Harvey Yarosky has practised law in Montréal since 1962 and has been a member and chairman of various committees of the Bar of Montréal, the Bar of Québec and the Canadian Bar association relating to the administration of justice. He taught criminal law at McGill University, where he was adjunct professor of criminal law, as well as at the University of Ottawa and Université de Montréal. Yarosky is a fellow of the American College of Trial Lawyers and has acted as Independent Counsel to the Canadian Judicial Council. He appeared before many federal and provincial commissions of inquiry including, most recently, the “Gomery Inquiry”. He also conducted inquest, as “special coroner” into the shooting death of Marcellus François by the Montreal Urban Community police force.
Yarosky was executive assistant to the federal Department of Justice Committee on Hate Propaganda (the “Cohen Committee”), the report of which formed the basis of the provisions in the Canadian Criminal Code on the advocacy and promotion of genocide and on hate propaganda. He has also been counsel to Senator and LGen (ret) Roméo Dallaire in relation to a number of international investigations, inquiries and proceedings regarding the 1994 genocide in Rwanda.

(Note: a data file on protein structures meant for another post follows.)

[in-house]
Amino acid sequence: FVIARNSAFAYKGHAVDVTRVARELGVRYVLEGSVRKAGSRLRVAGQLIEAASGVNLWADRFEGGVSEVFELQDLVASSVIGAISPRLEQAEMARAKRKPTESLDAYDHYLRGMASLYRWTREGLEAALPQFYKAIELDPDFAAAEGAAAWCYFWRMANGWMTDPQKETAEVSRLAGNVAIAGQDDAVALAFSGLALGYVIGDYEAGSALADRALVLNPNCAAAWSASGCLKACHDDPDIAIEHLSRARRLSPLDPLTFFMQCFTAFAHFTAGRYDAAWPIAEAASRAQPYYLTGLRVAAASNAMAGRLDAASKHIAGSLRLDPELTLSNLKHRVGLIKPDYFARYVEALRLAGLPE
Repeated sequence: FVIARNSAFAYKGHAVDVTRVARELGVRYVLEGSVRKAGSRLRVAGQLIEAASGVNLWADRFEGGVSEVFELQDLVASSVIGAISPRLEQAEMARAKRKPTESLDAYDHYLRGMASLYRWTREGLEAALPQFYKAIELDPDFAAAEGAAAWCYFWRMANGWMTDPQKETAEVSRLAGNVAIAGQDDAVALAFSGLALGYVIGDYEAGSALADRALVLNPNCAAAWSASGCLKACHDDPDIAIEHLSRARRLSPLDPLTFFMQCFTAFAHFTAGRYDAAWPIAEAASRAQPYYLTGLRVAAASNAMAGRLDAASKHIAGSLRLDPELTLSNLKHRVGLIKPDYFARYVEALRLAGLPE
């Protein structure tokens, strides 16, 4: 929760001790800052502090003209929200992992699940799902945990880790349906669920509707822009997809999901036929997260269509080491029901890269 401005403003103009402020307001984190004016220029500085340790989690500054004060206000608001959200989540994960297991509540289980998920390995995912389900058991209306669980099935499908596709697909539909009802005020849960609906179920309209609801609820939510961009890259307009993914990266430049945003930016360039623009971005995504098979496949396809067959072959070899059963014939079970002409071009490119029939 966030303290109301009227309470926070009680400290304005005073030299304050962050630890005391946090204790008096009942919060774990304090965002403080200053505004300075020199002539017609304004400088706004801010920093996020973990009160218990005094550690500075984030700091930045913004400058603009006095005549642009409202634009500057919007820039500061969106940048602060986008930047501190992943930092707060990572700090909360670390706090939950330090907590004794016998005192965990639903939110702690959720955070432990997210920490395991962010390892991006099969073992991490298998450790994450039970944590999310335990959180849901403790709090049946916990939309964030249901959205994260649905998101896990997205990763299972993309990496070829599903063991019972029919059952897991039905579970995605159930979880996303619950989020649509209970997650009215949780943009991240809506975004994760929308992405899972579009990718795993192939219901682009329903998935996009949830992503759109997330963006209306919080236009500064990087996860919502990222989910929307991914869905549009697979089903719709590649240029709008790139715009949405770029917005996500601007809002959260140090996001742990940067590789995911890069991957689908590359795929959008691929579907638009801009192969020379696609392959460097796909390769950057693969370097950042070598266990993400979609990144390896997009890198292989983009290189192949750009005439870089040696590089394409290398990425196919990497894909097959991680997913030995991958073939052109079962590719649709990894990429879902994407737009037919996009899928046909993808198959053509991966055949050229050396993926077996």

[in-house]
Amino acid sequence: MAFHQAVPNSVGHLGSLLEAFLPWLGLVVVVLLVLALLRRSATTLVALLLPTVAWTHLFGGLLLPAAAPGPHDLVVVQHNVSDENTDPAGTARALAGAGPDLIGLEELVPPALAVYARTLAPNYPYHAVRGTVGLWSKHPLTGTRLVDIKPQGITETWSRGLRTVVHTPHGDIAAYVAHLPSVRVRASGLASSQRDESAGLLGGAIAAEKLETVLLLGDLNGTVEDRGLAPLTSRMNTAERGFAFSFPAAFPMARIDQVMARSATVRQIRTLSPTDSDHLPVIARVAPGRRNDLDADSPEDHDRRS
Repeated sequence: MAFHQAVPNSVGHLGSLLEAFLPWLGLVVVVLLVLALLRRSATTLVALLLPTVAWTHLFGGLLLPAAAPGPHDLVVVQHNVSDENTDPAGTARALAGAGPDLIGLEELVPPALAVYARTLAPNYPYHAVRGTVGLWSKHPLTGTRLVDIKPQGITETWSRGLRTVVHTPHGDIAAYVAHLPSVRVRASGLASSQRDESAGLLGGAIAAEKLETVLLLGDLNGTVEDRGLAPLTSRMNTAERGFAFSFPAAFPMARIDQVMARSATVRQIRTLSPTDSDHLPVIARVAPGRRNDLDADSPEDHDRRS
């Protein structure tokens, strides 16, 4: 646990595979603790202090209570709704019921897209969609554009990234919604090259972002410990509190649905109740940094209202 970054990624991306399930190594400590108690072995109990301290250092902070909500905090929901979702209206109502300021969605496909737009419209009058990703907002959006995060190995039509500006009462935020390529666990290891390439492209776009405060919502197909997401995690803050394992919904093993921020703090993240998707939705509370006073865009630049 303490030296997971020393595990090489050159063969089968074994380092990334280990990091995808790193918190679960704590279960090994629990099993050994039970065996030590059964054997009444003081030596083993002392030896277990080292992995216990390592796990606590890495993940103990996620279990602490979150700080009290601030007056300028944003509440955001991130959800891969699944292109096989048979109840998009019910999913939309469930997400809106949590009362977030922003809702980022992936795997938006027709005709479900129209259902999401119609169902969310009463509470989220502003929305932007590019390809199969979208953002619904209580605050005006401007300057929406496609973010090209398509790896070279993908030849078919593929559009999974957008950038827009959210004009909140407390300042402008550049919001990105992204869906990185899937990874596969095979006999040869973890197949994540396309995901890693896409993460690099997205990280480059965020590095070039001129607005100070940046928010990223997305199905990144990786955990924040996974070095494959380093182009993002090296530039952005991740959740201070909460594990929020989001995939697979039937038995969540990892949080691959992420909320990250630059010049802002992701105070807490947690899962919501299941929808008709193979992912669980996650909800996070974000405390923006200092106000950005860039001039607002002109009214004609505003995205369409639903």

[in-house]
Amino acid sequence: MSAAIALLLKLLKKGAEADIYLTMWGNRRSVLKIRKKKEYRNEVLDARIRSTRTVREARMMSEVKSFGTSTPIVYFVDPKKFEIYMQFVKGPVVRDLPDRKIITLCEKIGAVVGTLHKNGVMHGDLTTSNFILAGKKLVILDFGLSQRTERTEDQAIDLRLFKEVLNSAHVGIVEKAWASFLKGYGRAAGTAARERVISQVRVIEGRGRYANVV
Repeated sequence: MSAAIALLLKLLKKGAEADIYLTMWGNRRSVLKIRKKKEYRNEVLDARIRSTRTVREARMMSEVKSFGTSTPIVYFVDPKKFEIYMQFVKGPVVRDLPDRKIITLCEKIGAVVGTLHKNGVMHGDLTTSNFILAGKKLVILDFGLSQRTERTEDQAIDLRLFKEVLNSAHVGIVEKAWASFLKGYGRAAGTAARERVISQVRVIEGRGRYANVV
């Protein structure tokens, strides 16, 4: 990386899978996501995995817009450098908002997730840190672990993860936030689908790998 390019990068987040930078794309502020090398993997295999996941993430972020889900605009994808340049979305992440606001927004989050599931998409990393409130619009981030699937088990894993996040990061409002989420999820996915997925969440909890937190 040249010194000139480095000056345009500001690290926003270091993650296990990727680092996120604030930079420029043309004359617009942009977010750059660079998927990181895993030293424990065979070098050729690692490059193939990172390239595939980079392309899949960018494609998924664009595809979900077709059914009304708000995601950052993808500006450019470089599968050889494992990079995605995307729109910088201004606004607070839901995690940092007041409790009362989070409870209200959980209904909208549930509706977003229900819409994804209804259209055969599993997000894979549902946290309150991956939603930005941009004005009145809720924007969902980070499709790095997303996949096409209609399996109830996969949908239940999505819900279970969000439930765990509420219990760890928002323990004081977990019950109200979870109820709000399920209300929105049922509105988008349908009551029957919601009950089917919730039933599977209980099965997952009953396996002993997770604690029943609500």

--------------------


This is not a bunch of loony-left wing kooks. It is, as Prof. Flanagan noted, more Liberal than Conservative, in Canadian political terms, but it is, broadly, multi-partisan – enough to merit our consideration, anyway.
 

Edward Campbell

Army.ca Myth
Subscriber
Donor
Mentor
Reaction score
278
Points
910